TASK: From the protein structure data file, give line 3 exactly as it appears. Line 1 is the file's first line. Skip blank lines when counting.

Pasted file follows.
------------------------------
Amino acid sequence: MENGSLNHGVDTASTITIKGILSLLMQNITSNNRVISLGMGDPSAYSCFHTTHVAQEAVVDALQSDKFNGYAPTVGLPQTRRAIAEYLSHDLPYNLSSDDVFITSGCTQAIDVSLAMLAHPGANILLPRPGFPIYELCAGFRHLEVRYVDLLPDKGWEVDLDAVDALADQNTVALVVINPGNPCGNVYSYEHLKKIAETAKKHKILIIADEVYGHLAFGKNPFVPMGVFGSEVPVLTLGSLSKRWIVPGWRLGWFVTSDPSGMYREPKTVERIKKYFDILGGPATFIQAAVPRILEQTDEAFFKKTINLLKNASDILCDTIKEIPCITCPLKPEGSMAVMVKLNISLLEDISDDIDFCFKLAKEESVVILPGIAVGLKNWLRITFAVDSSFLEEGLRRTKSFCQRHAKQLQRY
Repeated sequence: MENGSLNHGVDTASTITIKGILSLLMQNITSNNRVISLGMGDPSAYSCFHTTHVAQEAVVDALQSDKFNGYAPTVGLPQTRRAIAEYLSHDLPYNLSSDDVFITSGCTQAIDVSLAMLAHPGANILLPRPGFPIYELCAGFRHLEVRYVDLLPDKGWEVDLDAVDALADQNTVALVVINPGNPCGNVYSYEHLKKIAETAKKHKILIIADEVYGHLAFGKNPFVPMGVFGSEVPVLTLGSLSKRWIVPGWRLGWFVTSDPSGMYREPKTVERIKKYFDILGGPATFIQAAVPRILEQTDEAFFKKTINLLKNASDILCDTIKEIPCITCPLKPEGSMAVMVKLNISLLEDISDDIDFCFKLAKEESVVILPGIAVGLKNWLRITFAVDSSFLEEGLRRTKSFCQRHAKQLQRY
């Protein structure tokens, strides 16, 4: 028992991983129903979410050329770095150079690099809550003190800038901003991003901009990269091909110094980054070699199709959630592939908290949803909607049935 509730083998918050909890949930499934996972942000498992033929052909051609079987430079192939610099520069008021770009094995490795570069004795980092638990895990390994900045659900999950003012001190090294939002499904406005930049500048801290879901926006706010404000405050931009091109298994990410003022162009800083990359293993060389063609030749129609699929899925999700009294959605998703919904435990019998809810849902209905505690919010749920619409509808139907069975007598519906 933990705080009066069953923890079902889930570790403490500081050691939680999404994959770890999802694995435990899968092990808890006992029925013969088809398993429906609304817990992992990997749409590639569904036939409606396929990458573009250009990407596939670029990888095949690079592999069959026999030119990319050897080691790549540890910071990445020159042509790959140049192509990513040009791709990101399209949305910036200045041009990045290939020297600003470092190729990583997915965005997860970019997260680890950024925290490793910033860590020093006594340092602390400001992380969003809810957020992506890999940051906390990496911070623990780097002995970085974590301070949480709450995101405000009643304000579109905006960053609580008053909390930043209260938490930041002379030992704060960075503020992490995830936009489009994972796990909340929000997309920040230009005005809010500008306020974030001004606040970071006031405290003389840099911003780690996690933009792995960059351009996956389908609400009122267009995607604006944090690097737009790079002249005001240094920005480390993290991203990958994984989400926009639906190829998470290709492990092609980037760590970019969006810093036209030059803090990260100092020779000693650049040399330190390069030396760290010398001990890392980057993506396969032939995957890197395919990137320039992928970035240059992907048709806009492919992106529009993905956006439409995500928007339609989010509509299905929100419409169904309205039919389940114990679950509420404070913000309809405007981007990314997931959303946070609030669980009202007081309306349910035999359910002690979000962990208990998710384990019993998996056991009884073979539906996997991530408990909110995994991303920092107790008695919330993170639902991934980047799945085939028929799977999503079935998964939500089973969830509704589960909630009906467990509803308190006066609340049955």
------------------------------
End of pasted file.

């Protein structure tokens, strides 16, 4: 028992991983129903979410050329770095150079690099809550003190800038901003991003901009990269091909110094980054070699199709959630592939908290949803909607049935 509730083998918050909890949930499934996972942000498992033929052909051609079987430079192939610099520069008021770009094995490795570069004795980092638990895990390994900045659900999950003012001190090294939002499904406005930049500048801290879901926006706010404000405050931009091109298994990410003022162009800083990359293993060389063609030749129609699929899925999700009294959605998703919904435990019998809810849902209905505690919010749920619409509808139907069975007598519906 933990705080009066069953923890079902889930570790403490500081050691939680999404994959770890999802694995435990899968092990808890006992029925013969088809398993429906609304817990992992990997749409590639569904036939409606396929990458573009250009990407596939670029990888095949690079592999069959026999030119990319050897080691790549540890910071990445020159042509790959140049192509990513040009791709990101399209949305910036200045041009990045290939020297600003470092190729990583997915965005997860970019997260680890950024925290490793910033860590020093006594340092602390400001992380969003809810957020992506890999940051906390990496911070623990780097002995970085974590301070949480709450995101405000009643304000579109905006960053609580008053909390930043209260938490930041002379030992704060960075503020992490995830936009489009994972796990909340929000997309920040230009005005809010500008306020974030001004606040970071006031405290003389840099911003780690996690933009792995960059351009996956389908609400009122267009995607604006944090690097737009790079002249005001240094920005480390993290991203990958994984989400926009639906190829998470290709492990092609980037760590970019969006810093036209030059803090990260100092020779000693650049040399330190390069030396760290010398001990890392980057993506396969032939995957890197395919990137320039992928970035240059992907048709806009492919992106529009993905956006439409995500928007339609989010509509299905929100419409169904309205039919389940114990679950509420404070913000309809405007981007990314997931959303946070609030669980009202007081309306349910035999359910002690979000962990208990998710384990019993998996056991009884073979539906996997991530408990909110995994991303920092107790008695919330993170639902991934980047799945085939028929799977999503079935998964939500089973969830509704589960909630009906467990509803308190006066609340049955």